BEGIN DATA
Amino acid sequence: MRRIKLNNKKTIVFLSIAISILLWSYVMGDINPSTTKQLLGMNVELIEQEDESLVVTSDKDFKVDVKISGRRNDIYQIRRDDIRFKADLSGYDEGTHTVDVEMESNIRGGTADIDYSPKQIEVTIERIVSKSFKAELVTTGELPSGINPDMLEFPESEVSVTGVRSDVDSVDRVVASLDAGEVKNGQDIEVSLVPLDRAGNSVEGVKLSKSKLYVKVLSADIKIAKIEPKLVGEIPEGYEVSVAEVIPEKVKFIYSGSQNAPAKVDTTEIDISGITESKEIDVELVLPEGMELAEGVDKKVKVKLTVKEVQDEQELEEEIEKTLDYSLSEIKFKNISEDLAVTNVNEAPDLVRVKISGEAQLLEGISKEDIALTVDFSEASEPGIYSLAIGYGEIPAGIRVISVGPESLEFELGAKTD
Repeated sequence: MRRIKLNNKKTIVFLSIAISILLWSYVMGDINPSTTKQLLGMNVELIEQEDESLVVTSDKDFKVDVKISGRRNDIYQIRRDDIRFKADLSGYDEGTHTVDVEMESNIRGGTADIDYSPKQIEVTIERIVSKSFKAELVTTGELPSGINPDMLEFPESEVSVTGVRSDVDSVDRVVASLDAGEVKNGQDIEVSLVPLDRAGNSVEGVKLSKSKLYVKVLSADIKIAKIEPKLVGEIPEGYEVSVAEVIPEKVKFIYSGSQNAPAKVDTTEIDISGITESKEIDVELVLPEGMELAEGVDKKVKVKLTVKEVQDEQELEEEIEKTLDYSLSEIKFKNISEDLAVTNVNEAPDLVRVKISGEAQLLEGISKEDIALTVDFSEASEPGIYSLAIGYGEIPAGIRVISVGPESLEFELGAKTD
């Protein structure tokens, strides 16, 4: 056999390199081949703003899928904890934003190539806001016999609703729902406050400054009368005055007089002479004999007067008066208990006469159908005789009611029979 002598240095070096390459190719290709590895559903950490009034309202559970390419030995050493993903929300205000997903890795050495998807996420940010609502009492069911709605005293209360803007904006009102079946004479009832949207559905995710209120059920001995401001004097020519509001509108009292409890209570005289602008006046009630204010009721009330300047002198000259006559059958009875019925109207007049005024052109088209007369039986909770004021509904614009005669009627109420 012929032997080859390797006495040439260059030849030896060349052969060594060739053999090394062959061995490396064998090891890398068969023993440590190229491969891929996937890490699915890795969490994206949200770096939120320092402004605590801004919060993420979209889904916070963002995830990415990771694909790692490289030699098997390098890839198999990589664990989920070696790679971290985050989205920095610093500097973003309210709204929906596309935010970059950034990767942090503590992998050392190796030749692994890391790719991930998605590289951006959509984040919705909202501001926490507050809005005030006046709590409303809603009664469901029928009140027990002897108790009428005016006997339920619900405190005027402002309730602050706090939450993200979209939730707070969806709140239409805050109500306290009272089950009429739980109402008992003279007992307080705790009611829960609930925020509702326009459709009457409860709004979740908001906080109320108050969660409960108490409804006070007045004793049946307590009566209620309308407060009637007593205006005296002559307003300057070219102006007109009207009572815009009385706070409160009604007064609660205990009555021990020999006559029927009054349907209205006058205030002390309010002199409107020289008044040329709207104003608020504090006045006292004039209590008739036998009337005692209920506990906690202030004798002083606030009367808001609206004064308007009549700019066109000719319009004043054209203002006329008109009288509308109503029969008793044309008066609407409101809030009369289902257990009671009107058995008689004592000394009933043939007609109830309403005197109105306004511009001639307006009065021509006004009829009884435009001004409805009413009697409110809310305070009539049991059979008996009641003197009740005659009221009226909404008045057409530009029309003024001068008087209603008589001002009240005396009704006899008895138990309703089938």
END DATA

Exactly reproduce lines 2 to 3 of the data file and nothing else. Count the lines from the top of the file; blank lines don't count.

Repeated sequence: MRRIKLNNKKTIVFLSIAISILLWSYVMGDINPSTTKQLLGMNVELIEQEDESLVVTSDKDFKVDVKISGRRNDIYQIRRDDIRFKADLSGYDEGTHTVDVEMESNIRGGTADIDYSPKQIEVTIERIVSKSFKAELVTTGELPSGINPDMLEFPESEVSVTGVRSDVDSVDRVVASLDAGEVKNGQDIEVSLVPLDRAGNSVEGVKLSKSKLYVKVLSADIKIAKIEPKLVGEIPEGYEVSVAEVIPEKVKFIYSGSQNAPAKVDTTEIDISGITESKEIDVELVLPEGMELAEGVDKKVKVKLTVKEVQDEQELEEEIEKTLDYSLSEIKFKNISEDLAVTNVNEAPDLVRVKISGEAQLLEGISKEDIALTVDFSEASEPGIYSLAIGYGEIPAGIRVISVGPESLEFELGAKTD
């Protein structure tokens, strides 16, 4: 056999390199081949703003899928904890934003190539806001016999609703729902406050400054009368005055007089002479004999007067008066208990006469159908005789009611029979 002598240095070096390459190719290709590895559903950490009034309202559970390419030995050493993903929300205000997903890795050495998807996420940010609502009492069911709605005293209360803007904006009102079946004479009832949207559905995710209120059920001995401001004097020519509001509108009292409890209570005289602008006046009630204010009721009330300047002198000259006559059958009875019925109207007049005024052109088209007369039986909770004021509904614009005669009627109420 012929032997080859390797006495040439260059030849030896060349052969060594060739053999090394062959061995490396064998090891890398068969023993440590190229491969891929996937890490699915890795969490994206949200770096939120320092402004605590801004919060993420979209889904916070963002995830990415990771694909790692490289030699098997390098890839198999990589664990989920070696790679971290985050989205920095610093500097973003309210709204929906596309935010970059950034990767942090503590992998050392190796030749692994890391790719991930998605590289951006959509984040919705909202501001926490507050809005005030006046709590409303809603009664469901029928009140027990002897108790009428005016006997339920619900405190005027402002309730602050706090939450993200979209939730707070969806709140239409805050109500306290009272089950009429739980109402008992003279007992307080705790009611829960609930925020509702326009459709009457409860709004979740908001906080109320108050969660409960108490409804006070007045004793049946307590009566209620309308407060009637007593205006005296002559307003300057070219102006007109009207009572815009009385706070409160009604007064609660205990009555021990020999006559029927009054349907209205006058205030002390309010002199409107020289008044040329709207104003608020504090006045006292004039209590008739036998009337005692209920506990906690202030004798002083606030009367808001609206004064308007009549700019066109000719319009004043054209203002006329008109009288509308109503029969008793044309008066609407409101809030009369289902257990009671009107058995008689004592000394009933043939007609109830309403005197109105306004511009001639307006009065021509006004009829009884435009001004409805009413009697409110809310305070009539049991059979008996009641003197009740005659009221009226909404008045057409530009029309003024001068008087209603008589001002009240005396009704006899008895138990309703089938």